Westward Ho. Manifest Destiny. Following the Civil War, many Americans loaded all of their possessions into their wagons and headed West. Why were people so willing to head into the unknown?. Homestead Act 1862. The new law established a three-fold homestead acquisition process:
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Following the Civil War, many Americans loaded all of their possessions into their wagons and headed West. Why were people so willing to head into the unknown?
To encourage the building of "land-grant" colleges in Western territories that had already been granted statehood, hundreds of thousands of acres of land were given to state governments. This land could be sold by the states to pay for these colleges. At 50 cents an acre (and sometimes less), settlers and land speculators received land from individual states.
F.Y.I. Michigan State & Pennsylvania State Universities were the first land grant universities in the country. (1863)
What dangers would they face during their journey?
Deadwood, SD: 1876
Deadwood, SD: Late 1880’s
At the end of the trail, sometimes four months and 1,200 miles later.
Dodge City was established in 1872, just before the arrival of the Santa Fe Railroad. It initially did a booming business in buffalo bones and hides, as well as serving as a rendezvous for soldiers from Fort Dodge. By 1875 its days as a cattle town had arrived and for the next 10 years it was the "Cowboy Capital" of the world, and "Queen of the Cow towns."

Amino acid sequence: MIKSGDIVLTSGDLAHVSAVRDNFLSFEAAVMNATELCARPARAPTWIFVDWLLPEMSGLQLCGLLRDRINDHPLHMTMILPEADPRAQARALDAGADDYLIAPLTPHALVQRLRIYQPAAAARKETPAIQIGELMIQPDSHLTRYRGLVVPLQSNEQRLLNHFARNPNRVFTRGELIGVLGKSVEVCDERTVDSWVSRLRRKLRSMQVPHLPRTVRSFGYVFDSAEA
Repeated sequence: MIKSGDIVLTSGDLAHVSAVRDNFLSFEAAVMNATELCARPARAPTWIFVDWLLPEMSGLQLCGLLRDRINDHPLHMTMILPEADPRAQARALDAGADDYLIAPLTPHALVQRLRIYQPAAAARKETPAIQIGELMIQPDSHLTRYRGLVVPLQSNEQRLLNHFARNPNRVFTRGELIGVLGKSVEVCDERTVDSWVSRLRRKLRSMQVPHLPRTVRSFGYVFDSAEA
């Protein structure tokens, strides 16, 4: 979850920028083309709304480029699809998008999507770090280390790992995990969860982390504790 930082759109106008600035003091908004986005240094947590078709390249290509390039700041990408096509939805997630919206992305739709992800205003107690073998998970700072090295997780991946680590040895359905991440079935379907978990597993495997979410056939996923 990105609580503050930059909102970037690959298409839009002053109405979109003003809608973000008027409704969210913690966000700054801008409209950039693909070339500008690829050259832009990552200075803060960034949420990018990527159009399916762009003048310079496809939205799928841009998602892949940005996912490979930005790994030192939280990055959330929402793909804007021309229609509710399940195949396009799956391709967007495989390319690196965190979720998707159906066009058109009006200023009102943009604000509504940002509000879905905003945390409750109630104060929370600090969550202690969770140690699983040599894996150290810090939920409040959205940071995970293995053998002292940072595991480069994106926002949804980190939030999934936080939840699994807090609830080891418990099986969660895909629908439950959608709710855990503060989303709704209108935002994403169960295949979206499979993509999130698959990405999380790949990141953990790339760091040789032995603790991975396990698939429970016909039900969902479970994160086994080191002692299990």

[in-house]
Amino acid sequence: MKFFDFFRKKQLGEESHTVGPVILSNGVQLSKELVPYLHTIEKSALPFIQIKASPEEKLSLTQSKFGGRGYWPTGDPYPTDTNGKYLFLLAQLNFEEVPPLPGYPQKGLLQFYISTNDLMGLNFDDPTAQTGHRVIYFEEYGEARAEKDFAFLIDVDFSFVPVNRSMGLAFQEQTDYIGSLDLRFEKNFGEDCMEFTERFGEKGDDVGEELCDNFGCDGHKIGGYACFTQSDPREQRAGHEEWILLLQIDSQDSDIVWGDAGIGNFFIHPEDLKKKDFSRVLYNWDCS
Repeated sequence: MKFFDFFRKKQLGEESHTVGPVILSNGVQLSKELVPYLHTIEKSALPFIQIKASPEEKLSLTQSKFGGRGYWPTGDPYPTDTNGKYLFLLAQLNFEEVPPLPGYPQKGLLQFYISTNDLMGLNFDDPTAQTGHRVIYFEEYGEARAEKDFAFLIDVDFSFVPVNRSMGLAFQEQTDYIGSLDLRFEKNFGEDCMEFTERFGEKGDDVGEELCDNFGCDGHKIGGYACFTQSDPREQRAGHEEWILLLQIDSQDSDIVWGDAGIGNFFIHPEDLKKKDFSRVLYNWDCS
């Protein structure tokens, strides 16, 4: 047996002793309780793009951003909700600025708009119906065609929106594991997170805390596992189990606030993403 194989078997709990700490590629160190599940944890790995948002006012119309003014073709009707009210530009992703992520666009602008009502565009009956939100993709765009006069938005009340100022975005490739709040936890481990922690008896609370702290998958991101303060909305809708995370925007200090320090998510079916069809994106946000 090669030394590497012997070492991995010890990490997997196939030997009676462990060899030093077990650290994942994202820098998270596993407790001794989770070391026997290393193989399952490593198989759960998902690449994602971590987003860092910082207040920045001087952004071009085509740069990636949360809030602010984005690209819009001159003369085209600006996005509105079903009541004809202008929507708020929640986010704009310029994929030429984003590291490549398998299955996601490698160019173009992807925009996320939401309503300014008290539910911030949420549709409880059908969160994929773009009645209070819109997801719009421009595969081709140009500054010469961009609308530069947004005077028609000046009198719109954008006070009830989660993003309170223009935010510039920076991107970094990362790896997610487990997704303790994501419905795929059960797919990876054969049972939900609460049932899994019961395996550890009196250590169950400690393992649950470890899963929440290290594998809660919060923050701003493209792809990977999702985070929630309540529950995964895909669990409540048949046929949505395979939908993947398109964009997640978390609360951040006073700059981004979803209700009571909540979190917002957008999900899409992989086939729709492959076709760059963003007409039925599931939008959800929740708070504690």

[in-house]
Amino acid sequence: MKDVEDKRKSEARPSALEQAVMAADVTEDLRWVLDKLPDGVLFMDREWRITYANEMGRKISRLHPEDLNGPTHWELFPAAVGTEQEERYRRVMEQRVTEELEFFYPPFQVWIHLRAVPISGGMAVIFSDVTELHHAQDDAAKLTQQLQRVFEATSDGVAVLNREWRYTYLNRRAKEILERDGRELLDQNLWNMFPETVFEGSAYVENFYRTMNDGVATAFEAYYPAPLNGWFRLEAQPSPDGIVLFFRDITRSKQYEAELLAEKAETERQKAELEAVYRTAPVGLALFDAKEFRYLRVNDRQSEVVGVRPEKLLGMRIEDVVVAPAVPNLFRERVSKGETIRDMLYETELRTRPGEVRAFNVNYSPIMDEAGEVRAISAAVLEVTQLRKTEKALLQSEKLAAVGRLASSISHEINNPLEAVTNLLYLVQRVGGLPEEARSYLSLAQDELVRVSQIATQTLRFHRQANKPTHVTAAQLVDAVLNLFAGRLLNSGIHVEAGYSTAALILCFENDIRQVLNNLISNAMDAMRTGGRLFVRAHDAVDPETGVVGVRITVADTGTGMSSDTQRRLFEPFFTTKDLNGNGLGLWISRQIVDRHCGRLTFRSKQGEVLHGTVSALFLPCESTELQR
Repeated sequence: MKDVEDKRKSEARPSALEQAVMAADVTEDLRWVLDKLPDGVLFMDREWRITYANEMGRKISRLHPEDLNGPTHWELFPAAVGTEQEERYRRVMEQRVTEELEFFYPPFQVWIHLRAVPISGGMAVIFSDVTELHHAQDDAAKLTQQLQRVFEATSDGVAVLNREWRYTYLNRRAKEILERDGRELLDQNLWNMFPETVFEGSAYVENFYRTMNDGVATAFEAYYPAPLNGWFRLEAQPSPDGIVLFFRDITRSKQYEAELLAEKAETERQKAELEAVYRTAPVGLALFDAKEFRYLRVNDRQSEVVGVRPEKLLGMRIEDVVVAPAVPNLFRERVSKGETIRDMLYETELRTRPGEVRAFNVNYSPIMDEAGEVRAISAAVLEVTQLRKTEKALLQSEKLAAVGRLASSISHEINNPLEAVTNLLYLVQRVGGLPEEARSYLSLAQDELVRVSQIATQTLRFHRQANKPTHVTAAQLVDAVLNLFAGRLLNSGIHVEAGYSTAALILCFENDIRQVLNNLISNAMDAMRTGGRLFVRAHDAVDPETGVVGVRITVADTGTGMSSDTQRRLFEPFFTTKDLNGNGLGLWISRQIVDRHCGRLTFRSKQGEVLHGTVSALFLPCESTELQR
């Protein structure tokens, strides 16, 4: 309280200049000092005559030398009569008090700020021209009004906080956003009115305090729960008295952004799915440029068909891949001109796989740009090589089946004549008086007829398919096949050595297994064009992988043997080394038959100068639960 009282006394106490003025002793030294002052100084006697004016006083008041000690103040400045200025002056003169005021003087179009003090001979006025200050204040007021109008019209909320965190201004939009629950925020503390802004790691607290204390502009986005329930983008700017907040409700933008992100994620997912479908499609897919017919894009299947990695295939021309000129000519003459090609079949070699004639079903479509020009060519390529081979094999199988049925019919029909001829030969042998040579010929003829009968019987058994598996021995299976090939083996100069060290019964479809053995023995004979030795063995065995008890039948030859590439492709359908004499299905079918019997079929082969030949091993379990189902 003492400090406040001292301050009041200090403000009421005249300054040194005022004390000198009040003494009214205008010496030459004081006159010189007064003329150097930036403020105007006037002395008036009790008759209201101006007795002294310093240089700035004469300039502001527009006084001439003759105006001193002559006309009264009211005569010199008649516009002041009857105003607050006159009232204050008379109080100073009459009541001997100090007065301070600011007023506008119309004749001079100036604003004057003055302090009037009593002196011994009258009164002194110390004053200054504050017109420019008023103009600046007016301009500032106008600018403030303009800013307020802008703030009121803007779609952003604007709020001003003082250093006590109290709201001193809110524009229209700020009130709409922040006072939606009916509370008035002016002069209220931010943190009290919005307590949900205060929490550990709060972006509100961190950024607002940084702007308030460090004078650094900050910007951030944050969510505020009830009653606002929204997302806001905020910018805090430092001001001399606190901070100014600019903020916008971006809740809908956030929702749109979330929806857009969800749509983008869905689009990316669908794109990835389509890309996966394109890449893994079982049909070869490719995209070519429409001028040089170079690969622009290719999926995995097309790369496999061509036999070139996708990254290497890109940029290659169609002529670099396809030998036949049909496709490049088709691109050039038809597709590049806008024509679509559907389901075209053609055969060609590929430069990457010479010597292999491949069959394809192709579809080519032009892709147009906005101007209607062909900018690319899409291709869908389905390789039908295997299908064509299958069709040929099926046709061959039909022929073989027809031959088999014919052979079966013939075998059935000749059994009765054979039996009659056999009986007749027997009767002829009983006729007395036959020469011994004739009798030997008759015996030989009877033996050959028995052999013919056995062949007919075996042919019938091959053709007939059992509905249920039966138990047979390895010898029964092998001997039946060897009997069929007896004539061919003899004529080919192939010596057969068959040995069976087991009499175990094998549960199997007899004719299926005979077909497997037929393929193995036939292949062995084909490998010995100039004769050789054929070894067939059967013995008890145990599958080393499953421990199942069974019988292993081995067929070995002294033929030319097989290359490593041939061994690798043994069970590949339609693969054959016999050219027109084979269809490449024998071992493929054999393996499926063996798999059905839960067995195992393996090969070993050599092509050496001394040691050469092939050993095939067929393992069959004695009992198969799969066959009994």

2. The mechanical reaper was an important step in the mechanization of agriculture during the nineteenth century. Before the reaper, the amount of grain that could be cut by hand during the short harvest season limited both food supply and farm sizes. McCormick's reaper would win international acclaim at the first world's fair in London's Crystal Palace, in 1851.
1. Deere's story is an American success story, just like that of Cyrus McCormick. (Do you remember what McCormick invented?) At eleven years of age, John Deere was an apprentice blacksmith making smoothly polished hay forks and shovels. By 1836, when Deere was twenty-six, he traveled from his home in Vermont by canal boat, lake boat, and stagecoach to Grand Detour, Illinois, where he set up another blacksmith shop. There he discovered that farmers were using cast iron plows that clogged with mud every few minutes. John Deere pondered the problem, and soon produced shiny steel plows that made nicely molded furrows.
2. Not only did Deere provide plows on special order, but he also began mass-producing them in advance of orders. Ten years after he sold his first steel plow, John Deere was filling orders for a thousand plows a year.
3. Deere's plows were high quality. In fact, he often said, "I will never put my name on a plow that does not have in it the best that is in me."